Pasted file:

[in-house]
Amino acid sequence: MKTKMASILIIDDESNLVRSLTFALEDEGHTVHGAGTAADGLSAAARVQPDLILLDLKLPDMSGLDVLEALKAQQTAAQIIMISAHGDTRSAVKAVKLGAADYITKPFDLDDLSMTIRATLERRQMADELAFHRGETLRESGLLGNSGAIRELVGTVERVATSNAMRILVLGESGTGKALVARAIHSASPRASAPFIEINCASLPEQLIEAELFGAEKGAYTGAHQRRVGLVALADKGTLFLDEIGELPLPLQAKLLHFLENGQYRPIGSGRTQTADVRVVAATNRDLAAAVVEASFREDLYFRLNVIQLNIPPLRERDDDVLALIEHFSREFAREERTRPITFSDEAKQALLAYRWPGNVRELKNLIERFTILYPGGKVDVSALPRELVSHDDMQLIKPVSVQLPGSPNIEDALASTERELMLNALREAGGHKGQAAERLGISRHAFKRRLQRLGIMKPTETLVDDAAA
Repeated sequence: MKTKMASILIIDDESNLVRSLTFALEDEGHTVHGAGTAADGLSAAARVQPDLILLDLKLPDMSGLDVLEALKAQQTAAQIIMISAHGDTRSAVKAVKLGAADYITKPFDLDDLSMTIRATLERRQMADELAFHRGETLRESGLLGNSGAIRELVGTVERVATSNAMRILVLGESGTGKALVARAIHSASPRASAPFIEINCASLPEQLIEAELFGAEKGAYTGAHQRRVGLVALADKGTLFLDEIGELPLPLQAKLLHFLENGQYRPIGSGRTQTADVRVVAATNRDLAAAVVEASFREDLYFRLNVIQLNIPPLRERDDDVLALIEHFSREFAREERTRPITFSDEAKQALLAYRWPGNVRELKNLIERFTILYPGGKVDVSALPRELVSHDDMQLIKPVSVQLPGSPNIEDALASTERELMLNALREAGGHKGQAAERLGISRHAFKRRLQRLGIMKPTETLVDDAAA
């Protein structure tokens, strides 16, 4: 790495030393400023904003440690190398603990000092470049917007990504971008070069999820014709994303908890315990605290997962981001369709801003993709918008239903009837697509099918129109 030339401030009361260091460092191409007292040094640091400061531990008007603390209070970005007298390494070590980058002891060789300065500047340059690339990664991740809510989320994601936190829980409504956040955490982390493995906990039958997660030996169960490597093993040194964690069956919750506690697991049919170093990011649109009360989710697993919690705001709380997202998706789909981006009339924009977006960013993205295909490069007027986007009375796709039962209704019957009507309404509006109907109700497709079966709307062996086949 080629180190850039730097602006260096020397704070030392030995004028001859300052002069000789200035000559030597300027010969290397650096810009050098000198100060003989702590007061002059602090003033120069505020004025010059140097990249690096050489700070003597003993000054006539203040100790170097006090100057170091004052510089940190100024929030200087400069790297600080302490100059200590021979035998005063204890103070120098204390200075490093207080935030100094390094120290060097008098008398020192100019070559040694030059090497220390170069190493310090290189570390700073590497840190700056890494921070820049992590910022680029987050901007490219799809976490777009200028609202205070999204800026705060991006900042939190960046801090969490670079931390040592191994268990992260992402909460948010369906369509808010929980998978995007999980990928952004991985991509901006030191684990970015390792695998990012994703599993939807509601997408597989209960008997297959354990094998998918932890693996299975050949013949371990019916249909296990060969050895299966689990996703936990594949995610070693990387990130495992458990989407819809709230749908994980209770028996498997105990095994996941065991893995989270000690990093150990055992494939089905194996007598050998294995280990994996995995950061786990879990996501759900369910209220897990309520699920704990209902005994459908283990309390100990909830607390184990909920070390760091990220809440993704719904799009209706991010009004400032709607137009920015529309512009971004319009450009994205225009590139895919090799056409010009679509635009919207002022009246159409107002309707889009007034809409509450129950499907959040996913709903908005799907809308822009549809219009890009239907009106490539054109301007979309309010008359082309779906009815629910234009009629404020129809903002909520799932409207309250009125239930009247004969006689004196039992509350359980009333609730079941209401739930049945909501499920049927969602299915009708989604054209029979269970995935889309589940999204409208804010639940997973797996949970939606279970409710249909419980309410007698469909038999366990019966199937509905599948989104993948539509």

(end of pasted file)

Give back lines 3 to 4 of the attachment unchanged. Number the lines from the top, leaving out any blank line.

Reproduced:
Repeated sequence: MKTKMASILIIDDESNLVRSLTFALEDEGHTVHGAGTAADGLSAAARVQPDLILLDLKLPDMSGLDVLEALKAQQTAAQIIMISAHGDTRSAVKAVKLGAADYITKPFDLDDLSMTIRATLERRQMADELAFHRGETLRESGLLGNSGAIRELVGTVERVATSNAMRILVLGESGTGKALVARAIHSASPRASAPFIEINCASLPEQLIEAELFGAEKGAYTGAHQRRVGLVALADKGTLFLDEIGELPLPLQAKLLHFLENGQYRPIGSGRTQTADVRVVAATNRDLAAAVVEASFREDLYFRLNVIQLNIPPLRERDDDVLALIEHFSREFAREERTRPITFSDEAKQALLAYRWPGNVRELKNLIERFTILYPGGKVDVSALPRELVSHDDMQLIKPVSVQLPGSPNIEDALASTERELMLNALREAGGHKGQAAERLGISRHAFKRRLQRLGIMKPTETLVDDAAA
């Protein structure tokens, strides 16, 4: 790495030393400023904003440690190398603990000092470049917007990504971008070069999820014709994303908890315990605290997962981001369709801003993709918008239903009837697509099918129109 030339401030009361260091460092191409007292040094640091400061531990008007603390209070970005007298390494070590980058002891060789300065500047340059690339990664991740809510989320994601936190829980409504956040955490982390493995906990039958997660030996169960490597093993040194964690069956919750506690697991049919170093990011649109009360989710697993919690705001709380997202998706789909981006009339924009977006960013993205295909490069007027986007009375796709039962209704019957009507309404509006109907109700497709079966709307062996086949 080629180190850039730097602006260096020397704070030392030995004028001859300052002069000789200035000559030597300027010969290397650096810009050098000198100060003989702590007061002059602090003033120069505020004025010059140097990249690096050489700070003597003993000054006539203040100790170097006090100057170091004052510089940190100024929030200087400069790297600080302490100059200590021979035998005063204890103070120098204390200075490093207080935030100094390094120290060097008098008398020192100019070559040694030059090497220390170069190493310090290189570390700073590497840190700056890494921070820049992590910022680029987050901007490219799809976490777009200028609202205070999204800026705060991006900042939190960046801090969490670079931390040592191994268990992260992402909460948010369906369509808010929980998978995007999980990928952004991985991509901006030191684990970015390792695998990012994703599993939807509601997408597989209960008997297959354990094998998918932890693996299975050949013949371990019916249909296990060969050895299966689990996703936990594949995610070693990387990130495992458990989407819809709230749908994980209770028996498997105990095994996941065991893995989270000690990093150990055992494939089905194996007598050998294995280990994996995995950061786990879990996501759900369910209220897990309520699920704990209902005994459908283990309390100990909830607390184990909920070390760091990220809440993704719904799009209706991010009004400032709607137009920015529309512009971004319009450009994205225009590139895919090799056409010009679509635009919207002022009246159409107002309707889009007034809409509450129950499907959040996913709903908005799907809308822009549809219009890009239907009106490539054109301007979309309010008359082309779906009815629910234009009629404020129809903002909520799932409207309250009125239930009247004969006689004196039992509350359980009333609730079941209401739930049945909501499920049927969602299915009708989604054209029979269970995935889309589940999204409208804010639940997973797996949970939606279970409710249909419980309410007698469909038999366990019966199937509905599948989104993948539509």